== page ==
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as Max Donigan
as Leo Porter
as Tall Eagle
as El Coyote
as Chinese Man
as Indian Girl
Critic Reviews for Firewalker
When Mr. Norris, the former karate champion, isn't using his feet on ill-tempered Indians and Mexicans, he's stomping on the facetious dialogue, which deserves it more.
Where to start with this movie? Where to end? Even more to the point, in which order to show the reels?
There are really only two good words to say about this wreck -- Melody Anderson.
Audience Reviews for Firewalker
Lone Wolf McQuade and Lou Gossett Jr travel through the jungles of Central America looking for a treasure after being hired by a woman who came across an ancient map. I had remembered this one from my childhood in a much better light than it shows itself now. Even the best scene (in the bar, when it's Chuck vs. dozens of Mestizos) didn't hold up despite my very favourable memory. For fans of Remo Williams, Jake Speed, Jungle Raiders, The Further Adventures of Tennessee Buck, etc.
Chuck Norris and Lou Gossett, Jr. go on an Indiana Jones style treasure hunt through the jungle. You read that correctly. Not a good movie, but the premise, nostalgia, and cheese make it worth the viewing.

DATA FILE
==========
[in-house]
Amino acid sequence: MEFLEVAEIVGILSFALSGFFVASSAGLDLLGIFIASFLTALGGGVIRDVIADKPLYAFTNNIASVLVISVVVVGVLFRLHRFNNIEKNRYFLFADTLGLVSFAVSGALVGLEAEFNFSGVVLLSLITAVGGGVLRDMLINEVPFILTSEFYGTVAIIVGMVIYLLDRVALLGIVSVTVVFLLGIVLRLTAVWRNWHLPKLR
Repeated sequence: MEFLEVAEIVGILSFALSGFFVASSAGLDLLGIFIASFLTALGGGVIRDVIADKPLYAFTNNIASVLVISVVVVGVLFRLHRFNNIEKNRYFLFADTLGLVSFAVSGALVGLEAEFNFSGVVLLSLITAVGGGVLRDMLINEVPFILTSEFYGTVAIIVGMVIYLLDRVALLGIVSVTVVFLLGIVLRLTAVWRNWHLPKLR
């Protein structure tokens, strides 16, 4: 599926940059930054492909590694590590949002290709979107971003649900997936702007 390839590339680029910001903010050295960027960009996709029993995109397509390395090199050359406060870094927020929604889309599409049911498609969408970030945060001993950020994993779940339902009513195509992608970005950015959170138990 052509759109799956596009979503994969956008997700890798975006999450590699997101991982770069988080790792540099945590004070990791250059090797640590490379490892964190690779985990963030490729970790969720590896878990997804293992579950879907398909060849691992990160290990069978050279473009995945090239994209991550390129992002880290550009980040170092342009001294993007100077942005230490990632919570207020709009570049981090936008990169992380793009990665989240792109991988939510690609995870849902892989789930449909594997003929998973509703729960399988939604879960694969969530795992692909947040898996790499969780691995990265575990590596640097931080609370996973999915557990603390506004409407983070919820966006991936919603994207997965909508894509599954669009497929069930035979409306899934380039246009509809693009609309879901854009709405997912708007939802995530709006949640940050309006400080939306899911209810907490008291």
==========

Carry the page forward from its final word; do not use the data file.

In the inappropriately-titled Firewalker, Chuck Norris plays Max Donigan, a thrill-seeking adventurer who gets into all sorts of wacky, uncompromising positions alongside best buddy Louis Gosset Jr. (easily the best thing about this movie). After nearly meeting their end, the two celebrate the end of another adventure with a new one when they come across rich weirdo Melody Anderson (one of this movie's biggest demises) who talks them into a treasure hunt that leads them through South America and into plenty of trouble, most notably through conflicts with natives, Indian and Spanish. The "Firewalker" reference comes from bad guy, Sonny Landham (horribly misused in this film) whose been following the trio throughout the entire movie in order to make a sacrifice and become the Firewalker, which comes to be discussed throughout the film enough to amass maybe 3-4 minutes of this film's entire run-time, making the title of this movie very illogical and moronic. Some supporting roles from the likes of Will Sampson (Poltergeist 2) and John Rhys Davies (Lord of the Rings) help the movie somewhat, but not enough. What surprises me the most is the mis-fired direction of J. Lee Thompson, who usually does stellar films (Happy Birthday to Me, Death Wish 4). The ultimate result was a rip-off of Indiana Jones with bad acting and many confusing elements to a half-assed plot. As far as corny, fun action, Norris isn't too bad, but his attempts to try and play a different kind of hero for a change were a major mis-fire.
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